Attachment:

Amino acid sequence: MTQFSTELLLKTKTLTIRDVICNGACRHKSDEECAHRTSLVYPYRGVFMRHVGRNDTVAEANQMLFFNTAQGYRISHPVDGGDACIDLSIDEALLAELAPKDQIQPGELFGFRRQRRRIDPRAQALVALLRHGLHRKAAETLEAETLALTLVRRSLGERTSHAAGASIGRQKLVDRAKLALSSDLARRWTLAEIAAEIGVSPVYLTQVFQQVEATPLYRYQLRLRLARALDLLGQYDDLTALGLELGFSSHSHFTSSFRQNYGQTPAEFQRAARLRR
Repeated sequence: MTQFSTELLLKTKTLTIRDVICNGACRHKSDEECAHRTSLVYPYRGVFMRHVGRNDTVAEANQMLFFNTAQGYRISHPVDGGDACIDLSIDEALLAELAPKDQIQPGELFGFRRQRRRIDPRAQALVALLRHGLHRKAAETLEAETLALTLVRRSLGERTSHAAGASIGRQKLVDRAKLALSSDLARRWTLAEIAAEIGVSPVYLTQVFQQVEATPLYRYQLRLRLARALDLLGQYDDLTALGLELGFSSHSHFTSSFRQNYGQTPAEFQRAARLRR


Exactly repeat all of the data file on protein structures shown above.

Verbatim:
Amino acid sequence: MTQFSTELLLKTKTLTIRDVICNGACRHKSDEECAHRTSLVYPYRGVFMRHVGRNDTVAEANQMLFFNTAQGYRISHPVDGGDACIDLSIDEALLAELAPKDQIQPGELFGFRRQRRRIDPRAQALVALLRHGLHRKAAETLEAETLALTLVRRSLGERTSHAAGASIGRQKLVDRAKLALSSDLARRWTLAEIAAEIGVSPVYLTQVFQQVEATPLYRYQLRLRLARALDLLGQYDDLTALGLELGFSSHSHFTSSFRQNYGQTPAEFQRAARLRR
Repeated sequence: MTQFSTELLLKTKTLTIRDVICNGACRHKSDEECAHRTSLVYPYRGVFMRHVGRNDTVAEANQMLFFNTAQGYRISHPVDGGDACIDLSIDEALLAELAPKDQIQPGELFGFRRQRRRIDPRAQALVALLRHGLHRKAAETLEAETLALTLVRRSLGERTSHAAGASIGRQKLVDRAKLALSSDLARRWTLAEIAAEIGVSPVYLTQVFQQVEATPLYRYQLRLRLARALDLLGQYDDLTALGLELGFSSHSHFTSSFRQNYGQTPAEFQRAARLRR